By leaving my carbon-crime stack of paper catalogs behind in Germany, I saved weight and was able to haul a pair of brand new 30-year commemorative model Radical 2.0 ski bindings fresh from the assembly plant. These gems appear completely industrialized, ready for retail. I heard they’re doing limited distribution of my gold version as well as the regular Rad 2.0 version, starting now but only in Europe in the 90 mm brake version. Full worldwide retail will begin next fall, while a variety of media and athletes will receive samples this winter and spring. Thus, befriend a blogger for an in-person fondle of the Rad 2.0 binding.
While being a bit heavy of a “freeride touring” binding for my style, I was honored to acquire these and will indeed be “testing” them straight away. (Per a recent policy change at WildSnow.com, I don’t really “test” ski bindings as doing so can mean injury or death, but we’ll most certainly evaluate them on-snow — as carefully as if we were testing new dynamite formulations.) Eventually this pair will make a fine addition to the Wildsnow binding collection — the project we hope will someday be the backcountry skier’s equivalent to Egyptology. But we’ll be skiing them first as they look like a truly perfect binding for our larger setups.
Straight away, note these are almost nothing like the Radical FT/ST bindings that have dominated the Dynafit binding line for some years now. Indeed, I would have preferred they’d named them differently (they’re actually at least Radical 3.0), but you get what you get. Among a long list of differences, the rotating heel unit, completely redesigned rotation and brake lock and the beefed heel housing scream for a new model name. Oh well, you still get the power towers, and the flip-up heel lifters are similar though they feel slightly beefed.
– Radical 2.0 has a completely revamped brake lockdown and anti-rotation system. When you rotate the heel unit to position for touring, a plastic and metal flange engages the brake and holds it down, while at the same time resisting clockwise rotation. Unlike confusion with which way to rotate the earlier Radical bindings, with the 2.0 the only way you can rotate the heel and get anything to happen is by going clockwise. Rotating counter-clockwise doesn’t hurt it, but you can’t get anywhere useful by winding the clock backwards.
– Unfortunately, and this is there the naming convention falls flat, Radical 2.0 picks up about 76 grams per binding (2.7 ounces) over the Radical ST, (exact amount depends on which inline “model” of the Radical you compare.) What you get for the weight appears to be a stronger ski touring binding, with a very nice (though untested) brake lock and anti-rotation. See our weights chart for various comparisons.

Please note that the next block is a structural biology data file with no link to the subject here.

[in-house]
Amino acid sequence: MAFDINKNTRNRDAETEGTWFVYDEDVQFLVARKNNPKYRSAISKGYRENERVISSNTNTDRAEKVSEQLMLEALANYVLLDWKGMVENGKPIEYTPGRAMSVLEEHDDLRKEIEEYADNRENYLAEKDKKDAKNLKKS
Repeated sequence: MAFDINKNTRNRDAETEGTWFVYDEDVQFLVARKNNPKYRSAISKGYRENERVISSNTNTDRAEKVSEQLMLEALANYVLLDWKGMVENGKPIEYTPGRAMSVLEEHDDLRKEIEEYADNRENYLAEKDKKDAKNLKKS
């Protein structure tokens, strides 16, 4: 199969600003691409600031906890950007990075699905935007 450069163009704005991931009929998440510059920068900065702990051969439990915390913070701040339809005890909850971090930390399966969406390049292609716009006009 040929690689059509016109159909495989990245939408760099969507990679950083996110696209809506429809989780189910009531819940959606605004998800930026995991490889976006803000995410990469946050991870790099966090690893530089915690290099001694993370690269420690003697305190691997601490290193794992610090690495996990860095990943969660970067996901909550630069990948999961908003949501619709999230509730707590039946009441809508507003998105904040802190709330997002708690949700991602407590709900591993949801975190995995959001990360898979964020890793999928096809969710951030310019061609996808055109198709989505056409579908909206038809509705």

– In terms of functional design, the other big change is the base of the heel spindle is now enclosed in plastic, located on top of the rear adjustment track. With all former Radical (and classic type Dynafit) bindings the spindle base rested on the ski and caused problems such as play and wallowing out of the ski top skin. This is a welcome change though it adds weight to the system.
– Heel unit rotation to change modes is obvious. Clockwise to touring mode, either squeeze brake closed with hand or step on it after you rotate (this also invokes anti-rotation). Return to downhill mode by rotating back counter-clockwise (watch your finger, brake snaps up). Very obvious.
– Other obvious change is the heel housing has evident reinforcement you can see in the photos; we assume quite a bit stronger overall.
Specifications (weights per single binding):
Weight total with screws and 100mm brake, 642 grams, 22.6 ounces.
Weight heel with screws and brake, 410 grams, 410 ounces.
Weight toe with screws and brake, 232 grams, 8.2 ounces.
Toe mount screw pattern: 43 mm wide x 58 mm length.
Heel mount screw pattern: 36 mm wide x 88 mm length.
Mounting template available from WildSnow.com, click here to download.;
Boot length adjustment range: 22.5 mm
Forward pressure travel: 10 mm (Compensation for ski flex.)
Delta-ramp: Heel pins 15 mm above toe pins, 2.8 mm more ramp than classic TLT, virtually same ramp as former model Radical, 3 or 4 millimeter toe shim recommended if you want less ramp. Please see binding delta angle chart here.
WildSnow.com publisher emeritus and founder Lou (Louis Dawson) has a 50+ years career in climbing, backcountry skiing and ski mountaineering. He was the first person in history to ski down all 54 Colorado 14,000-foot peaks, has authored numerous books about about backcountry skiing, and has skied from the summit of Denali in Alaska, North America’s highest mountain.